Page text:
Current reimbursement contracts from insurance companies for patients treated at GI Anesthesia practices tend to be 25-30% less than what larger, dedicated Anesthesia groups can negotiate. This means your practice is at a disadvantage financially. You’re just not close. Large anesthesia groups can make more money than you can from your smaller practice, and they are willing to pay you accordingly.

Financial Pressures Are Increasing

Reimbursement for GI Anesthesia services is going to decrease.  For example, Alabama Blue Cross/Blue Shield is considering a reimbursement of only 25% for the use of Propofol.

Compliance in order to receive reasonable reimbursement is also becoming more difficult. The challenges of implementing ICD-10 and demonstrating Meaningful Use are just two examples.

Managing the staffing and benefits for Anesthesia providers can be painful as well. As practicing Gastroenterology becomes more complicated and more costly, many Gastroenterologists find it is tough to properly manage the challenges of their Anesthesia business endeavors.

Why Do Larger Companies Do Better?

Balancing reimbursement and compliance risk/burden is their expertise.  More important, they can leverage the earnings (EBITDA) of acquired practices with Wall Street and/or private equity money to finance the acquisition of more groups. Size creates efficiency, savings and benefits for investors. This creates opportunity for GI groups beyond sales to hospitals or other physicians.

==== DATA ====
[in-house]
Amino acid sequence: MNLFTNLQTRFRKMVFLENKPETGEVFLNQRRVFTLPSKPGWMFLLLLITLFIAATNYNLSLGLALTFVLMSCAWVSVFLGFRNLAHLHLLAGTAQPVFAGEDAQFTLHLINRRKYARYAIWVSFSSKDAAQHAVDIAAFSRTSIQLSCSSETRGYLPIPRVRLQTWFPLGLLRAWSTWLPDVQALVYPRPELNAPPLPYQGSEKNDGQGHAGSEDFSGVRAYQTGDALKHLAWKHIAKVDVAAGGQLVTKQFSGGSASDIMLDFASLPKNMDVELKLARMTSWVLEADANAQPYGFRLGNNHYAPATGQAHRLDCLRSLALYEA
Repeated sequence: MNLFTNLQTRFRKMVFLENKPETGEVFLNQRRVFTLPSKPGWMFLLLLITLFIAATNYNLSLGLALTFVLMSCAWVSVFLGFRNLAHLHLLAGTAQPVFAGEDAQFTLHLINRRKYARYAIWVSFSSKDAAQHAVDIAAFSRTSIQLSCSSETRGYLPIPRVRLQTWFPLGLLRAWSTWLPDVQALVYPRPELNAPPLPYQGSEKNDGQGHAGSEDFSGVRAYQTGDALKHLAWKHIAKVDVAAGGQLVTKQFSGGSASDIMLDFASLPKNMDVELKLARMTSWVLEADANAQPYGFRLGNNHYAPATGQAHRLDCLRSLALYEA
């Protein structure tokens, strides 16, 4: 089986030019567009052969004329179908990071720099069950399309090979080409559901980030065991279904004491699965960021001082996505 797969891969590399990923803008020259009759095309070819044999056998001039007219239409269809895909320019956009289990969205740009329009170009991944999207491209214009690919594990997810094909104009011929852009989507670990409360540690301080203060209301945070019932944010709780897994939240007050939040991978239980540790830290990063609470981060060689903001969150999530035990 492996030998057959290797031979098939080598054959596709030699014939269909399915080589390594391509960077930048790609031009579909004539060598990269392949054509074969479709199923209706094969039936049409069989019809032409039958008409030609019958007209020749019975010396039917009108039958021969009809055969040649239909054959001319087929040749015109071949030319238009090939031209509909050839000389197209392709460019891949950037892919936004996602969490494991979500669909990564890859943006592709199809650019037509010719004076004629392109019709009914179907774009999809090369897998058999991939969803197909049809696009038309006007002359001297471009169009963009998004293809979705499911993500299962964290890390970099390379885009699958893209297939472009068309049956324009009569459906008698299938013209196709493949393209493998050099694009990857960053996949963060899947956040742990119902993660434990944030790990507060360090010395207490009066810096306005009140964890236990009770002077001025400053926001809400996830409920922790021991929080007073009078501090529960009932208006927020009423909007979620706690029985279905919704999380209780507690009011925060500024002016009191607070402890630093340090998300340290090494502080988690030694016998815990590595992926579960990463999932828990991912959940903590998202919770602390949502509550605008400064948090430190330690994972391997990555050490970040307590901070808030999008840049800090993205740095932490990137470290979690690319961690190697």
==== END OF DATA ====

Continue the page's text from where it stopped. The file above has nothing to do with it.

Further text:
In one example, a company purchased a large GI group in Georgia. They followed this purchase with two smaller ones in March 2015.  They believe they have the potential to not only grow revenues via future accretive acquisitions but also through organic growth of the acquired business.

In a more recent transaction (AnesthesiaStat was the consultant), the seller was able to achieve a market-leading multiple after careful consideration and skilled negotiation.  Medical, business and legal questions added complexity and required care, but AnesthesiaStat managed these issues adeptly.

Make the Deal Yours

AnesthesiaStat can also help you consider other options. For example, a partial sale can help maintain some cash flow and allow you to benefit from better management and “income repair”.  Individuals worried about out-of-network charges and balance billing can address these concerns during the negotiation. Anesthesia staff is typically maintained, but new staff can be hired if desired.